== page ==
This is the brand that Trump has created for himself—that of an unprincipled, cocky, value-free con who will insult, stiff, or betray anyone to achieve his gaudiest purposes. “I am what I am,” he has said. But what was once a parochial amusement is now a national and global peril. Trump flouts truth and liberal values so brazenly that he undermines the country he has been elected to serve and the stability he is pledged to insure. His bluster creates a generalized anxiety such that the President of the United States can appear to be scarcely more reliable than any of the world’s autocrats. When Kim In-ryong, a representative of North Korea’s radical regime, warns that Trump and his tweets of provocation are creating “a dangerous situation in which a thermonuclear war may break out at any moment,” does one man sound more immediately rational than the other? When Trump rushes to congratulate Recep Tayyip Erdoğan for passing a referendum that bolsters autocratic rule in Turkey—or when a sullen and insulting meeting with Angela Merkel is followed by a swoon session with Abdel Fattah El-Sisi, the military dictator of Egypt—how are the supporters of liberal and democratic values throughout Europe meant to react to American leadership?

Trump appears to strut through the world forever studying his own image. He thinks out loud, and is incapable of reflection. He is unserious, unfocused, and, at times, it seems, unhinged.

In sum, folks, our fellow citizens have given the world’s most difficult job to a person with a serious mental illness. It does not take Nostradamus to predict that this will not turn out well.

And apart from that, I hope you and Mrs. Lincoln are enjoying the play.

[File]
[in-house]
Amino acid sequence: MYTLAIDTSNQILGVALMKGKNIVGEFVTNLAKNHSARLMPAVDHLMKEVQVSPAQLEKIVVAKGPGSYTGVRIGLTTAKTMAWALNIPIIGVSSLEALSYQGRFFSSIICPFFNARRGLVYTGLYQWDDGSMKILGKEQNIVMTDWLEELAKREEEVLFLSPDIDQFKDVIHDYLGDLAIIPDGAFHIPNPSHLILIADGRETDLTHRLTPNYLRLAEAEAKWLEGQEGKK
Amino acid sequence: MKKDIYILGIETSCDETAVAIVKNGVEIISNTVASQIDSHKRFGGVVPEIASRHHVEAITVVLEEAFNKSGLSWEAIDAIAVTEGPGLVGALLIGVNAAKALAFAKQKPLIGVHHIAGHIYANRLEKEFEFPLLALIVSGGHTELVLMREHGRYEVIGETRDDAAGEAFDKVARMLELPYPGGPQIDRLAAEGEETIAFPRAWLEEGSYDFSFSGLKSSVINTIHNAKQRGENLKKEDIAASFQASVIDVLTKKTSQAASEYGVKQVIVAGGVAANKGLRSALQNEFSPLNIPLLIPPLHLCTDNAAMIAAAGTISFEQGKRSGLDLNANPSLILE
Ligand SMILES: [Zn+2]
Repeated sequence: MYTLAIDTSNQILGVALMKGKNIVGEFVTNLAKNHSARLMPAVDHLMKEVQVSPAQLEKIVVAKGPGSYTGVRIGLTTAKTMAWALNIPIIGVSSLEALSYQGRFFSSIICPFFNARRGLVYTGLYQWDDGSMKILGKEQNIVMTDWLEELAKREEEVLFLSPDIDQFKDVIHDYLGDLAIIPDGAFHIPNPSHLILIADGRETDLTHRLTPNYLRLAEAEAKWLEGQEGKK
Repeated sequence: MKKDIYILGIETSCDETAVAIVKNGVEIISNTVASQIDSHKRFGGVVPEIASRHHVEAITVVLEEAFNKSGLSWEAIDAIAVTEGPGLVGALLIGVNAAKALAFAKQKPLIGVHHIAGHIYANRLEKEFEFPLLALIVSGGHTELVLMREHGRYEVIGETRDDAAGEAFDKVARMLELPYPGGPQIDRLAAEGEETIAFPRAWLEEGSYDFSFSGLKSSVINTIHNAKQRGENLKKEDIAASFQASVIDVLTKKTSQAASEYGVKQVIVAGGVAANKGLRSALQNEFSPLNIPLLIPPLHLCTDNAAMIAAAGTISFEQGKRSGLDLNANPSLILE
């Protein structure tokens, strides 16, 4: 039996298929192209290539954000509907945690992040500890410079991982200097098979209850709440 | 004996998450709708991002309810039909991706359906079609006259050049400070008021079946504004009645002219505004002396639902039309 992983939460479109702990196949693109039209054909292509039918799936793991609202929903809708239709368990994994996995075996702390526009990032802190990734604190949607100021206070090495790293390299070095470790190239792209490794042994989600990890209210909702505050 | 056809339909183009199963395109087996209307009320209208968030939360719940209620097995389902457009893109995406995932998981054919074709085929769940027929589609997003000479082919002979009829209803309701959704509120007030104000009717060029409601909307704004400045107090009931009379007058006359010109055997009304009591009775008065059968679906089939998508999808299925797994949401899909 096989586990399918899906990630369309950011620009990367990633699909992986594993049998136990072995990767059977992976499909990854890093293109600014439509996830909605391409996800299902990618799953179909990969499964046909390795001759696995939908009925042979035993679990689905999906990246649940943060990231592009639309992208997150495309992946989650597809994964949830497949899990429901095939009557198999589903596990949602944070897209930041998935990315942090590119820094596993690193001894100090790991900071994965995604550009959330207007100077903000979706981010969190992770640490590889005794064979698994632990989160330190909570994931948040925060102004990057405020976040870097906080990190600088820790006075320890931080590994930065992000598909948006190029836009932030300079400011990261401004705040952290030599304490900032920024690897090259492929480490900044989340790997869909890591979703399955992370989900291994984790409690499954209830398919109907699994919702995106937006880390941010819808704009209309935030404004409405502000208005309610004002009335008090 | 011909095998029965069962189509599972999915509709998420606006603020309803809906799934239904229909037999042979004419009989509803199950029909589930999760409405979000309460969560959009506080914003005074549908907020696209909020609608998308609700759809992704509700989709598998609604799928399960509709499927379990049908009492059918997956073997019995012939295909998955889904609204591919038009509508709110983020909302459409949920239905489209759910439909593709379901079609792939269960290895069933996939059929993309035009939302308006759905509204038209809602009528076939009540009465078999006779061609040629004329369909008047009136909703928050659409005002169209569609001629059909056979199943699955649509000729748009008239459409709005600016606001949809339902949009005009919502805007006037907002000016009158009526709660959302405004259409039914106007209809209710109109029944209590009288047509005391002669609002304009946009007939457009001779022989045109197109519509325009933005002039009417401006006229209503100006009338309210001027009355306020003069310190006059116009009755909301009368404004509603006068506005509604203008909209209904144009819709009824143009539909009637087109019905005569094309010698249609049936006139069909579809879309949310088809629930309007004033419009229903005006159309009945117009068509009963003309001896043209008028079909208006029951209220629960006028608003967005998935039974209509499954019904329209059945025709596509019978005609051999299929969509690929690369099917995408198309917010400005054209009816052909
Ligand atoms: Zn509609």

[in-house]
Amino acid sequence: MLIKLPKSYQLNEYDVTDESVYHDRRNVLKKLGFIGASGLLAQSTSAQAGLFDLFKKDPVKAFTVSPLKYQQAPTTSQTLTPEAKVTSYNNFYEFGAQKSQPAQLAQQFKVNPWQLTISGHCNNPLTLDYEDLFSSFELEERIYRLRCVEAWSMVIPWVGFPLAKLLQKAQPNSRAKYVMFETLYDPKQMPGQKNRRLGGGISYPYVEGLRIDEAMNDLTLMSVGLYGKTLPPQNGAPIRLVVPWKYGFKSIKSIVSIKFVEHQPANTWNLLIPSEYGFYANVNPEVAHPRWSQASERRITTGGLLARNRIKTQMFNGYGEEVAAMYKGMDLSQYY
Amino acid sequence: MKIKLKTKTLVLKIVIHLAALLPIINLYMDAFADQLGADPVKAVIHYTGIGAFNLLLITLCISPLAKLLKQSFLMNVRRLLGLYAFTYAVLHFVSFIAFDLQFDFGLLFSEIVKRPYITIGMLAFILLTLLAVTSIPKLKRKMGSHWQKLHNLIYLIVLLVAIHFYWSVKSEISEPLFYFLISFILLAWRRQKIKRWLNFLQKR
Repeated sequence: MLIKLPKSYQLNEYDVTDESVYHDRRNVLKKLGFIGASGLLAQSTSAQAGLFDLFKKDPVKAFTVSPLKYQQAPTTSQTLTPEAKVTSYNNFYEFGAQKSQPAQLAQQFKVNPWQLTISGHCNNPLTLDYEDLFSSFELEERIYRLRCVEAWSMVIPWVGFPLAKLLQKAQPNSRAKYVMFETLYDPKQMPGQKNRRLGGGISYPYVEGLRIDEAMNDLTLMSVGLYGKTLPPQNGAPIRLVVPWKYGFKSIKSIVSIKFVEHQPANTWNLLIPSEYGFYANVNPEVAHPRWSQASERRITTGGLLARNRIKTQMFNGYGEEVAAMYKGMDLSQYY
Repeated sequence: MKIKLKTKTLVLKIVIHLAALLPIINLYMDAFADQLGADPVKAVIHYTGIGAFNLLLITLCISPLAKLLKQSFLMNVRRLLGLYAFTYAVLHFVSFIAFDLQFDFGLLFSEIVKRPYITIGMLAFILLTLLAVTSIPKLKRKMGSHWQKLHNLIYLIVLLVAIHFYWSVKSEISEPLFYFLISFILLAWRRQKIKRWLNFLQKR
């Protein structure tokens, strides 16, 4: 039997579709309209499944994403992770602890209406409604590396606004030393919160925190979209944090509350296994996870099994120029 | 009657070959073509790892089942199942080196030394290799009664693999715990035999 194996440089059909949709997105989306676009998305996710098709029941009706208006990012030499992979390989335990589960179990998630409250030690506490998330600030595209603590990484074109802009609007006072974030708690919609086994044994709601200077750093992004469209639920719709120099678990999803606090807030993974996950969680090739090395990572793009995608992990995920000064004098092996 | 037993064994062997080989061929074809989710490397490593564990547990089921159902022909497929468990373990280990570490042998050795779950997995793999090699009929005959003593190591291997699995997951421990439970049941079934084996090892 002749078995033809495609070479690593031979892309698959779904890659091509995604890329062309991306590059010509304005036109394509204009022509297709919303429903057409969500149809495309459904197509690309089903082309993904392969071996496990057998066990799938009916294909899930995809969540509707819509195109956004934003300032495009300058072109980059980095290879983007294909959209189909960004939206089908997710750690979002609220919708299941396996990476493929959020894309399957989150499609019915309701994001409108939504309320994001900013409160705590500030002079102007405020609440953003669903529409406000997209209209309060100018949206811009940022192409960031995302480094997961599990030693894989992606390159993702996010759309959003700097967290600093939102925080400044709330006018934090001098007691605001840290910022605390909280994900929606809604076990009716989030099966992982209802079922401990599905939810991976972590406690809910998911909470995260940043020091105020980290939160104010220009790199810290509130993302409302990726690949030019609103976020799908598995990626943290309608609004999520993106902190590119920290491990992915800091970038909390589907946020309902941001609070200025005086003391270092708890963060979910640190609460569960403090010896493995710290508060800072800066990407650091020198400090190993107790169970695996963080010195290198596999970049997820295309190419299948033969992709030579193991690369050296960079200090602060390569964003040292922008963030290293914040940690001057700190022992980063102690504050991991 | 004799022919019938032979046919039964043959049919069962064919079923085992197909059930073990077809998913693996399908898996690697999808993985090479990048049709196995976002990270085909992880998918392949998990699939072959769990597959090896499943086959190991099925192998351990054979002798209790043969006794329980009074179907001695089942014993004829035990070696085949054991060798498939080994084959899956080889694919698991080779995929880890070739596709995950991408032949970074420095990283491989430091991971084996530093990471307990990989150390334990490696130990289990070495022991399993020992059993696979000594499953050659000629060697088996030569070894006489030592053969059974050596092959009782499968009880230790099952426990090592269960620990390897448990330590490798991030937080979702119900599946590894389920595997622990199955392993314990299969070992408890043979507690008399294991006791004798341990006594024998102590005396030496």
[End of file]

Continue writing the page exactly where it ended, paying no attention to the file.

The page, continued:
Trump Will Accomplish Little, Because You Can’t Do Business with Him


Even if your negotiating partner is a bad actor, sometimes you can do business with her, because some of her interests may coincide with some of your interests. There may well be a basis to do a deal, even if there is little mutual trust or mutual respect.

On the other hand, there are some folks that you just can’t do business with.

Josh Marshall at Talking Points Memo sometimes goes for the capillary instead of the jugular. At other times he writes masterfully. Today, in How Trump’s Religion of ‘Winning’ Is Sabotaging His Presidency, Marshall allows as how,

Yes, Trump made his threat [on Obamacare and on the Mexican wall]. Then he caved. But while threatening and caving he was here and there un-threatening and un-caving. It wasn’t just bluster followed by fail in some normal linear fashion. It was impossible to now what Trump and the White House were doing or about to do. It was and is impossible to know what was trying to do. So congressional Republicans seem simply to have stopped trying.

As of last night, they were simply negotiating a deal to keep the government open and largely ignoring the President. In a sense, Trump has brought back the actual give and take of legislating by dint of his inability to act like a grown up or even a President.